By Juliana Adelman
I was lucky enough to accompany some of the winners of our competition on the prize tour of the tower and roof of St Patrick’s Cathedral. The tour was given by the cathedral’s two new (and excellent) education officers, Andrew and Laura. This post is illustrated with photos taken by Ciarán McCabe, one of the winners and a pretty darn good photographer too. Although the views from the roof were stunning, I think my favourite view was the one in this first picture. The first stop as you climb the tower is a little ledge in front of the stained glass window that faces onto Patrick Street. From there you really get a sense of the magnificence of the cathedral and of the height of the vaulted ceiling. We then climbed further and visited the ringing room. The ringing room had the strange feeling of a place where someone had put down their cup of tea and walked out fifty years ago, never to return. In fact, the bells in St Patricks are still rung by people and not machines and the room is very much in use. [If you are interested in bell ringing I have to recommend The Nine Tailors by Dorothy L. Sayers, a mystery novel that centres around a small cathedral town and its bell ringing.]
The ropes you can see hanging from the ceiling are indeed the ropes to pull the bells. Andrew informed us that they did have a kind of automated system to sound certain tunes which was operated by a series of rollers with studs on them that roll through a very elaborate looking piece of machinery, alternately pulling bell ropes. The machine is not currently in working order. We also visited the clock tower where we could see the inside workings of the clock which is purely mechanical. The current clock was installed during the late nineteenth century restoration, but the original clock was first public clock in Dublin (if I understood correctly). See below for Ciaran’s picture. The final stop was the roof, which allowed a view in all four directions. The thing that struck me most was the differing levels of development you could see: facing south there are almost no new apartment blocks or housing estates just a sea of low level red bricks. You get a great view out to sea. The tour is only available on special occasions and for small groups, so pay attention to the Heritage Week schedule next year if you want to give it a go. There is a lot of stooping and climbing involved which added to the experience! In the meantime, if anyone hasn’t visited the cathedral recently it is well worth an hour of your time. I had forgotten how beautiful it was. Although there are of course very interesting early monuments and carvings, one thing that I took away from my walk around was the scale of the Irish involvement in the wars of empire during the second half of the nineteenth century. I counted three separate monuments to the Boer War, and others for Burma, Indochina and Afghanistan. I’m sure I missed several. We’ll be running another competition soon so keep checking back! Thanks again to St Patrick’s Cathedral and particularly to Andrew and Laura for the fantastic tour.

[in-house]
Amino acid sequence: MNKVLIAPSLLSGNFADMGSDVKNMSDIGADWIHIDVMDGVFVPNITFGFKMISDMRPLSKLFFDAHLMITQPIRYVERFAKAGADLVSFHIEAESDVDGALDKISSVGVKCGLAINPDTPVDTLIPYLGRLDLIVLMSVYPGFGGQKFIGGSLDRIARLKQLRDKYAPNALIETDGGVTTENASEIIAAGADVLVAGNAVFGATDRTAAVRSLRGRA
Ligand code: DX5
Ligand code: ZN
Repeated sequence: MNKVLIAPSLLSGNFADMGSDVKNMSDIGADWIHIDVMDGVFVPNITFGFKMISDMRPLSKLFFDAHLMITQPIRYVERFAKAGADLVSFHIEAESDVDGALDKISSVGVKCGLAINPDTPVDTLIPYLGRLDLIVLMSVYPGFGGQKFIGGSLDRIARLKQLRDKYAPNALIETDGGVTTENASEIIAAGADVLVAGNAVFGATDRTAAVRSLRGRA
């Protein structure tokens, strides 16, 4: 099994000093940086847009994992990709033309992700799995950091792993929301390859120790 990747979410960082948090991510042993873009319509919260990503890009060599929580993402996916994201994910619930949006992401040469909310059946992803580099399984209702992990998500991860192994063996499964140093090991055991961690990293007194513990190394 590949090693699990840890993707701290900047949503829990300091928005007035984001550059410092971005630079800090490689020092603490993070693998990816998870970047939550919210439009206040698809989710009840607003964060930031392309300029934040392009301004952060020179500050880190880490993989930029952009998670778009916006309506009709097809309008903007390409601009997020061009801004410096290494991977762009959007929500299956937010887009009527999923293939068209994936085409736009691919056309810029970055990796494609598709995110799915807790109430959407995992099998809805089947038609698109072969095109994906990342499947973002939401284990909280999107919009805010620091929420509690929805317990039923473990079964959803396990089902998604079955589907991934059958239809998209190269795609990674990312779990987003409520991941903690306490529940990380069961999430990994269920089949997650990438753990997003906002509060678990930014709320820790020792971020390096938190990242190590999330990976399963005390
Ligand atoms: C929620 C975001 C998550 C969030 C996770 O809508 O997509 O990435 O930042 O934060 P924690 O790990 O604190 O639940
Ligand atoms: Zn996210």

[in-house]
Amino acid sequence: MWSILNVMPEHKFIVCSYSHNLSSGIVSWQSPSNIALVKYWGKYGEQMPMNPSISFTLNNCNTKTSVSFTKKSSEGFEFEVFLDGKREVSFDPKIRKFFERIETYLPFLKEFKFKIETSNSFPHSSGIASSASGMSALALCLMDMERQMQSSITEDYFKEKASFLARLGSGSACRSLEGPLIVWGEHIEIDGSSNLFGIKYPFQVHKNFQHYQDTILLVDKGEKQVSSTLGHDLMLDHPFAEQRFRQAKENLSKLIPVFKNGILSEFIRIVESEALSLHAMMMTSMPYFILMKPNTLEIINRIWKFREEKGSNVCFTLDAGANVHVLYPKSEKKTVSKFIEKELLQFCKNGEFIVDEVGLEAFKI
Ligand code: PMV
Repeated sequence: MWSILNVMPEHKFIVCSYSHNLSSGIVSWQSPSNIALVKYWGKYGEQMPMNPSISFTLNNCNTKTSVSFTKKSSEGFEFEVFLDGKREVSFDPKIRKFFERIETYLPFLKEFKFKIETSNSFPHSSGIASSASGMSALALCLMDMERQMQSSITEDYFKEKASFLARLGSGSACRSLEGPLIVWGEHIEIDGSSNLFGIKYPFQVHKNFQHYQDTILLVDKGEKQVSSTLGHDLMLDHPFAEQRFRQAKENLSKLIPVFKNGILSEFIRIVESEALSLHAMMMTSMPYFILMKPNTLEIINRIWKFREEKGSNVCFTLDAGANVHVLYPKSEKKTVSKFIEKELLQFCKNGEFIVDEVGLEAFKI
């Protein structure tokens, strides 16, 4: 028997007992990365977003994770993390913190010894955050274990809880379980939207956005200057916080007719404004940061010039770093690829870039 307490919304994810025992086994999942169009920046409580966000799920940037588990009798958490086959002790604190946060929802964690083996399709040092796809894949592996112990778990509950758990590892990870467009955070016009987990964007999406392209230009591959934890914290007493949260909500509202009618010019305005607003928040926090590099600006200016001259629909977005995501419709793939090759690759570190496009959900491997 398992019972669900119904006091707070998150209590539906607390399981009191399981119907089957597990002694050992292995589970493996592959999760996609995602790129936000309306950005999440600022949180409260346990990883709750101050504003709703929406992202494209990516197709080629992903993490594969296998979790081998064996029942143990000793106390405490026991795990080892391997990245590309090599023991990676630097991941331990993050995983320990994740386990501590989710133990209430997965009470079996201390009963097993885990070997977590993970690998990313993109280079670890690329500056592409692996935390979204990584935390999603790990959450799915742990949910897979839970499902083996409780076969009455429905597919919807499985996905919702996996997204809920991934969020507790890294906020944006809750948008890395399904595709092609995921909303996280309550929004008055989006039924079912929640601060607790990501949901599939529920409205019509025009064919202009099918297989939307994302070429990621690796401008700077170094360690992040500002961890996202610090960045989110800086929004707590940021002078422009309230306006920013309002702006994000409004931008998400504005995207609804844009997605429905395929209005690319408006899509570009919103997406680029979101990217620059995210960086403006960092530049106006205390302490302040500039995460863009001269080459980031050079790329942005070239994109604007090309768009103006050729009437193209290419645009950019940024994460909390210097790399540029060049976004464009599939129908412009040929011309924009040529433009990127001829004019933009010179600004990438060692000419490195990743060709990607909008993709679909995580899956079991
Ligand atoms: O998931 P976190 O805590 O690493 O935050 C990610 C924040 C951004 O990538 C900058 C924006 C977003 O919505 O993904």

Tags: St Patrick's Cathedral